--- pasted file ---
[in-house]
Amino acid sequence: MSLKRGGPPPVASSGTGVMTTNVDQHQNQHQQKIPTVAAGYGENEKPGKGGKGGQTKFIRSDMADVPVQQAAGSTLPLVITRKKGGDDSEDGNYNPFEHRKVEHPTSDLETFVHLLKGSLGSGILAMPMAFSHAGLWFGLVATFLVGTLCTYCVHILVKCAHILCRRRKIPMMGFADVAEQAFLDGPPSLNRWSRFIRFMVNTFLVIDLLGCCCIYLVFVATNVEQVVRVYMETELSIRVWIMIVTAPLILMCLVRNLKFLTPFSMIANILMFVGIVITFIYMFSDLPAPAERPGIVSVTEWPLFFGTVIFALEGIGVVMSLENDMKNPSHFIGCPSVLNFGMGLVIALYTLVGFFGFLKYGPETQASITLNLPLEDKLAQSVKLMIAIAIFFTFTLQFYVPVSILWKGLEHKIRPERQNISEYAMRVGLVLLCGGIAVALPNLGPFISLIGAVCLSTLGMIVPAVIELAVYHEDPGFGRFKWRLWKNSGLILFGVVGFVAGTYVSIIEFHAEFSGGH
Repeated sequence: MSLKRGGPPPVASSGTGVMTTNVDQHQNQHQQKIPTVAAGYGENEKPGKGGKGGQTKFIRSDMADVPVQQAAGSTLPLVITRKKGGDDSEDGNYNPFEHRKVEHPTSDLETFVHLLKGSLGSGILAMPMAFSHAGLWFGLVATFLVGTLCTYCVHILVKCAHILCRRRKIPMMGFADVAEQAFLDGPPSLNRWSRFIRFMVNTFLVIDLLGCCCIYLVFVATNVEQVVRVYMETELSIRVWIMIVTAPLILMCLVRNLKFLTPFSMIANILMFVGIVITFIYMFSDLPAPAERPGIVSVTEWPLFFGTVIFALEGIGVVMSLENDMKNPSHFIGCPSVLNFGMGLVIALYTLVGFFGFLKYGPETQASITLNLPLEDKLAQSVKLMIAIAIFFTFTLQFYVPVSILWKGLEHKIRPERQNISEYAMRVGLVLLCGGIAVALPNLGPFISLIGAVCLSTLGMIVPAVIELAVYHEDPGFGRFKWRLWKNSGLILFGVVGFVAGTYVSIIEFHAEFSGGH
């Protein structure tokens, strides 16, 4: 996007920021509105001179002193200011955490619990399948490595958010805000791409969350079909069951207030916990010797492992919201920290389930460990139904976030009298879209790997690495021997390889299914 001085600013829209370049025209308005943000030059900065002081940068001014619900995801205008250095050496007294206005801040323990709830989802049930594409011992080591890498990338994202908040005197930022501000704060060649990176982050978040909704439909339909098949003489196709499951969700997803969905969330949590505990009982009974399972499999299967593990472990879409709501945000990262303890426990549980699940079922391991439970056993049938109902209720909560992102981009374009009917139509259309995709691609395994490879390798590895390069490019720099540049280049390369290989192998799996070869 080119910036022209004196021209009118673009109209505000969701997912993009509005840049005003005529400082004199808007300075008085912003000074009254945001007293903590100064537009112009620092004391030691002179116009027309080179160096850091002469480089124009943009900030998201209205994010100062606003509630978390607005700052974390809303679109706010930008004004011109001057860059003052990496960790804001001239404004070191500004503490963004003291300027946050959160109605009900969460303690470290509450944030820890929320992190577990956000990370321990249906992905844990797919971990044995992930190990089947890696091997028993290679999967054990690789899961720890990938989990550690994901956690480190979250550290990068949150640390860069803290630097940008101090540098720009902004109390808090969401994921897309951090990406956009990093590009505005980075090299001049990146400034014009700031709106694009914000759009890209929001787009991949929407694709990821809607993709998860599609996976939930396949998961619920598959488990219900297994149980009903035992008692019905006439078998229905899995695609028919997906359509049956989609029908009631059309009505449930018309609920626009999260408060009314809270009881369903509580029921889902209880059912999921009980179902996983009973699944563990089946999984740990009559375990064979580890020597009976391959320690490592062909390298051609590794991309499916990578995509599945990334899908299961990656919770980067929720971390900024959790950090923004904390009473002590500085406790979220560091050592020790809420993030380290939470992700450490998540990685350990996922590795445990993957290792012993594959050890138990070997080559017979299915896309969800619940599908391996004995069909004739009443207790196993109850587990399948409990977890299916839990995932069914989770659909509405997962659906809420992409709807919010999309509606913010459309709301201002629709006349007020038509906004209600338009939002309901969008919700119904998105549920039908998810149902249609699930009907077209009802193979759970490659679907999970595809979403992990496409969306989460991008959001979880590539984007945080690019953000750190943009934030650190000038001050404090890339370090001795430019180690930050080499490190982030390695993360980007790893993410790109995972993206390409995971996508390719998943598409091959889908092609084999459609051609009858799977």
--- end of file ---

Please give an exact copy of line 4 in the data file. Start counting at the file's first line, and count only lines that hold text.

């Protein structure tokens, strides 16, 4: 996007920021509105001179002193200011955490619990399948490595958010805000791409969350079909069951207030916990010797492992919201920290389930460990139904976030009298879209790997690495021997390889299914 001085600013829209370049025209308005943000030059900065002081940068001014619900995801205008250095050496007294206005801040323990709830989802049930594409011992080591890498990338994202908040005197930022501000704060060649990176982050978040909704439909339909098949003489196709499951969700997803969905969330949590505990009982009974399972499999299967593990472990879409709501945000990262303890426990549980699940079922391991439970056993049938109902209720909560992102981009374009009917139509259309995709691609395994490879390798590895390069490019720099540049280049390369290989192998799996070869 080119910036022209004196021209009118673009109209505000969701997912993009509005840049005003005529400082004199808007300075008085912003000074009254945001007293903590100064537009112009620092004391030691002179116009027309080179160096850091002469480089124009943009900030998201209205994010100062606003509630978390607005700052974390809303679109706010930008004004011109001057860059003052990496960790804001001239404004070191500004503490963004003291300027946050959160109605009900969460303690470290509450944030820890929320992190577990956000990370321990249906992905844990797919971990044995992930190990089947890696091997028993290679999967054990690789899961720890990938989990550690994901956690480190979250550290990068949150640390860069803290630097940008101090540098720009902004109390808090969401994921897309951090990406956009990093590009505005980075090299001049990146400034014009700031709106694009914000759009890209929001787009991949929407694709990821809607993709998860599609996976939930396949998961619920598959488990219900297994149980009903035992008692019905006439078998229905899995695609028919997906359509049956989609029908009631059309009505449930018309609920626009999260408060009314809270009881369903509580029921889902209880059912999921009980179902996983009973699944563990089946999984740990009559375990064979580890020597009976391959320690490592062909390298051609590794991309499916990578995509599945990334899908299961990656919770980067929720971390900024959790950090923004904390009473002590500085406790979220560091050592020790809420993030380290939470992700450490998540990685350990996922590795445990993957290792012993594959050890138990070997080559017979299915896309969800619940599908391996004995069909004739009443207790196993109850587990399948409990977890299916839990995932069914989770659909509405997962659906809420992409709807919010999309509606913010459309709301201002629709006349007020038509906004209600338009939002309901969008919700119904998105549920039908998810149902249609699930009907077209009802193979759970490659679907999970595809979403992990496409969306989460991008959001979880590539984007945080690019953000750190943009934030650190000038001050404090890339370090001795430019180690930050080499490190982030390695993360980007790893993410790109995972993206390409995971996508390719998943598409091959889908092609084999459609051609009858799977």